Moreover, I economized in the use of scratch papers. When I answered sample problems on my simulated answer sheet book, I was also just using the back of the simulated paper for solutions.

And it has paid me well, not to mention allowed me to give some love to the environment. But then, you will still need some yellow notebooks and yellow notepads for notes, important terms, and concepts.

Another little thing that will help you simulate the actual board exam is to abide your problem solving sessions in line with the board exam’s actual schedule or time. (thanks again, Dhax sensei) What time is your board exam? If it is from 8am to 6pm, what the heck are you doing solving Math problems until 2am? Solve it from 8am to 6pm, and you will have heaps of advantage at having conditioned yourself so well. This is a tried and tested thing that has worked for me and my review buddies, who were also topnotchers.

In Review Innovations, the center where I reviewed last year, we students had a Pre-Board Examination that simulated the exam. But it only occurred once after the review sessions and before the refresher course. I did my very best to recreate the same experience over and over again in the comforts of my home, where I had to overcome supreme distractions (there will be a separate post on eliminating distractions next time!).

In two months’ time, there will be new topnotchers and new issued PRC ID’s in our field this year. It’s really a short-lived glory. The moment of achievement I had last October 2010 was fleeting, but it gave me enough encouragement to begin this series and empower other people as they get their licenses (photo credit for next image goes to Engr. Alan Alarcon):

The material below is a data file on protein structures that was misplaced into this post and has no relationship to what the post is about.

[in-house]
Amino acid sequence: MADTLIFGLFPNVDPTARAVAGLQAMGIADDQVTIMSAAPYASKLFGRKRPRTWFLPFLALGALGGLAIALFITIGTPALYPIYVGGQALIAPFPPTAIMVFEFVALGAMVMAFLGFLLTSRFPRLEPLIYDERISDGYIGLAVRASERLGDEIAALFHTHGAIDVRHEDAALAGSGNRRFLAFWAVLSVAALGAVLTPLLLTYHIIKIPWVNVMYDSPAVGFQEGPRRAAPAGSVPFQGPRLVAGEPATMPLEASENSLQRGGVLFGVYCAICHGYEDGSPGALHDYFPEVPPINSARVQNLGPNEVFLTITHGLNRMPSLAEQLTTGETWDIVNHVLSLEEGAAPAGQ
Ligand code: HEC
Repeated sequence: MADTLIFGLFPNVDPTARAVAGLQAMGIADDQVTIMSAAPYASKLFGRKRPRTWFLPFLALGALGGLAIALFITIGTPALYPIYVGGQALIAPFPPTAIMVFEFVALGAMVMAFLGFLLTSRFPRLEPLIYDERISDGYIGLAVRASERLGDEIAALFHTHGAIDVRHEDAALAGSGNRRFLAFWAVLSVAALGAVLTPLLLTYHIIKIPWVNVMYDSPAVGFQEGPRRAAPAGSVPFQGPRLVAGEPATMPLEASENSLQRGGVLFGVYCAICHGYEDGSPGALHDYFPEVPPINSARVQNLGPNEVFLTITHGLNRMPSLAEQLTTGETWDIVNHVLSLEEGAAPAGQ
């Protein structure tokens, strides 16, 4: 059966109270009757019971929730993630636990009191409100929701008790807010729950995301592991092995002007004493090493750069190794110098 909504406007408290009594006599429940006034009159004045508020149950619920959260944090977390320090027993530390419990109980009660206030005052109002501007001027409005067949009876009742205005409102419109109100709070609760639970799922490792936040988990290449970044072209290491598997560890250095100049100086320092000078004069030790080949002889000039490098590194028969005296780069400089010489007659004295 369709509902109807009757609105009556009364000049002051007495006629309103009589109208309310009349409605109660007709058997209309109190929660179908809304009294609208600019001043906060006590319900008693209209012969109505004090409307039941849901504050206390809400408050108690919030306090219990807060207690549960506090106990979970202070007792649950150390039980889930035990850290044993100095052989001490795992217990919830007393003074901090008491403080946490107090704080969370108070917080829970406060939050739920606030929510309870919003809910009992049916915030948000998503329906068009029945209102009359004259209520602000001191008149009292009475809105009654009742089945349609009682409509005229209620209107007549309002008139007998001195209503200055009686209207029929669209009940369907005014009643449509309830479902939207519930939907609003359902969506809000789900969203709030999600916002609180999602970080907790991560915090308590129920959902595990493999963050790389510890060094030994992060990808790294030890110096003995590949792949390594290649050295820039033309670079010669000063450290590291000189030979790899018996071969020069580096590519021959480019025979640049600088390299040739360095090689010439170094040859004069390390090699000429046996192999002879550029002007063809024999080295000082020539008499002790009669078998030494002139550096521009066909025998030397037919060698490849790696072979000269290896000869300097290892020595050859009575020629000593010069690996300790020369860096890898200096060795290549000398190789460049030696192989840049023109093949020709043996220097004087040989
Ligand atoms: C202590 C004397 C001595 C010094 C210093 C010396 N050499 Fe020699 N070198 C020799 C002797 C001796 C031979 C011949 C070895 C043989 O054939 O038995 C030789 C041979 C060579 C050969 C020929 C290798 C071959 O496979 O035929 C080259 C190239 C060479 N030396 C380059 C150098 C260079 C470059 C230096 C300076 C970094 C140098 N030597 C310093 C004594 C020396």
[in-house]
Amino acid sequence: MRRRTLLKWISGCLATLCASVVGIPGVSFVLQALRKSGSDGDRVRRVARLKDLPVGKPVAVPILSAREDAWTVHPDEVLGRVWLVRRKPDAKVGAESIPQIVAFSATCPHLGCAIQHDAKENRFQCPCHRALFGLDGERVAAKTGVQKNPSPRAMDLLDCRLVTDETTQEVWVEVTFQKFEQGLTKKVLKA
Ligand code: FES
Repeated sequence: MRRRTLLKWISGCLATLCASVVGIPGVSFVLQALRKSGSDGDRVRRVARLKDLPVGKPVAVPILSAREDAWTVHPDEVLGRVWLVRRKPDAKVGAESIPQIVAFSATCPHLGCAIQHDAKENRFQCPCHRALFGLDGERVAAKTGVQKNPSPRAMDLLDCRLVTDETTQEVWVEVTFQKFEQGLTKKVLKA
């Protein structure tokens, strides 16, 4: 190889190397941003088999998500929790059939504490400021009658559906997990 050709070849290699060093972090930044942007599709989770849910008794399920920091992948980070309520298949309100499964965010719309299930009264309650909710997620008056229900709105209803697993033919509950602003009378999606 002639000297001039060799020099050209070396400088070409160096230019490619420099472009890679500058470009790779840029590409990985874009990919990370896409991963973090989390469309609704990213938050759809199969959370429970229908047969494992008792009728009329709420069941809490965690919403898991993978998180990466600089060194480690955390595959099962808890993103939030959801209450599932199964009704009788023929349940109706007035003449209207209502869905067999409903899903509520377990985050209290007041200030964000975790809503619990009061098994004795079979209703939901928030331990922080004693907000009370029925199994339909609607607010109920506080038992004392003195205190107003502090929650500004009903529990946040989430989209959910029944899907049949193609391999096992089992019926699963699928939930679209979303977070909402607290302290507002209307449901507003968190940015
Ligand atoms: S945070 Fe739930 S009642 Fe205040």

On my end, I am merely taking the time (whatever is left of it) to pay all the tips forward as much as I possibly can. This is my way of showing real gratitude to the individuals who helped me top the board exam last year.

And personally, I nurture a soft spot for those who had to take the board exam again, because it need not be something that you have to go through over and over again. The pressure just multiplies each time you fail and there is greater need to mindset and manage the time and resources wisely to get that license.

I am hoping that this blog reaches through those who really need the tips to redeem themselves and get that license. And yes, don’t be selfish; share those tips to your fellow review buddies using the Share buttons below. Previous board exam passers who have additional ideas regarding simulating the board exam experience during review may also feel free to comment here and in my other board exam tip posts.

It was quite a moment in Manila Hotel’s sub-presidential table during our October 2010 oath taking:

(photo credit for this image goes to Engr. Alan Alarcon)

They said I looked like Lorna Tolentino in this shot. I was actually aiming for a, uhm, younger target market, but this will do. Hahaha!

Most of the things I did during my board exam review are available here in this blog. So you already have your college degree and these techniques to help you.

Bottom line: Goals can be within reach. If I was able to do it, so can you! :D

A useful final quote: Obstacles are those frightful things you see when you take your eyes off the goal.

Much love from my PC to yours! ;-)